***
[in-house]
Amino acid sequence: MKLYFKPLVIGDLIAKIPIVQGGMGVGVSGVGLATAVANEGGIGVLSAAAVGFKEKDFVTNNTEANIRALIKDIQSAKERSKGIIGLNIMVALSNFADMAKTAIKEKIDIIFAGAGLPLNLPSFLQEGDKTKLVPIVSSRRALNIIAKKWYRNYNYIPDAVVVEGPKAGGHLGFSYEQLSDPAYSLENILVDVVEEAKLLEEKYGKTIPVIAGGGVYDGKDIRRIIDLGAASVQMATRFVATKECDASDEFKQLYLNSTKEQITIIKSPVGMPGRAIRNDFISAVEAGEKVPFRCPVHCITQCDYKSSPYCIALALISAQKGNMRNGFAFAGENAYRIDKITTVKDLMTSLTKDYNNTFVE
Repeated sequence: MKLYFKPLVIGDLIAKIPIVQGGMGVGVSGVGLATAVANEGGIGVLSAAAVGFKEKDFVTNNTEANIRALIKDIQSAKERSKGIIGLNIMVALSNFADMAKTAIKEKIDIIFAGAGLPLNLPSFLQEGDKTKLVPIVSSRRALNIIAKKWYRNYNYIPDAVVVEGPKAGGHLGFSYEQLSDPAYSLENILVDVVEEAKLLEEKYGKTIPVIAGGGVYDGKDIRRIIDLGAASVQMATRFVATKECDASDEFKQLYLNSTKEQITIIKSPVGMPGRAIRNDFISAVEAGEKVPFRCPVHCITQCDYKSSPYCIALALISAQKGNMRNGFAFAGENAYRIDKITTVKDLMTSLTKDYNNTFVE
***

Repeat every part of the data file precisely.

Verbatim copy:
[in-house]
Amino acid sequence: MKLYFKPLVIGDLIAKIPIVQGGMGVGVSGVGLATAVANEGGIGVLSAAAVGFKEKDFVTNNTEANIRALIKDIQSAKERSKGIIGLNIMVALSNFADMAKTAIKEKIDIIFAGAGLPLNLPSFLQEGDKTKLVPIVSSRRALNIIAKKWYRNYNYIPDAVVVEGPKAGGHLGFSYEQLSDPAYSLENILVDVVEEAKLLEEKYGKTIPVIAGGGVYDGKDIRRIIDLGAASVQMATRFVATKECDASDEFKQLYLNSTKEQITIIKSPVGMPGRAIRNDFISAVEAGEKVPFRCPVHCITQCDYKSSPYCIALALISAQKGNMRNGFAFAGENAYRIDKITTVKDLMTSLTKDYNNTFVE
Repeated sequence: MKLYFKPLVIGDLIAKIPIVQGGMGVGVSGVGLATAVANEGGIGVLSAAAVGFKEKDFVTNNTEANIRALIKDIQSAKERSKGIIGLNIMVALSNFADMAKTAIKEKIDIIFAGAGLPLNLPSFLQEGDKTKLVPIVSSRRALNIIAKKWYRNYNYIPDAVVVEGPKAGGHLGFSYEQLSDPAYSLENILVDVVEEAKLLEEKYGKTIPVIAGGGVYDGKDIRRIIDLGAASVQMATRFVATKECDASDEFKQLYLNSTKEQITIIKSPVGMPGRAIRNDFISAVEAGEKVPFRCPVHCITQCDYKSSPYCIALALISAQKGNMRNGFAFAGENAYRIDKITTVKDLMTSLTKDYNNTFVE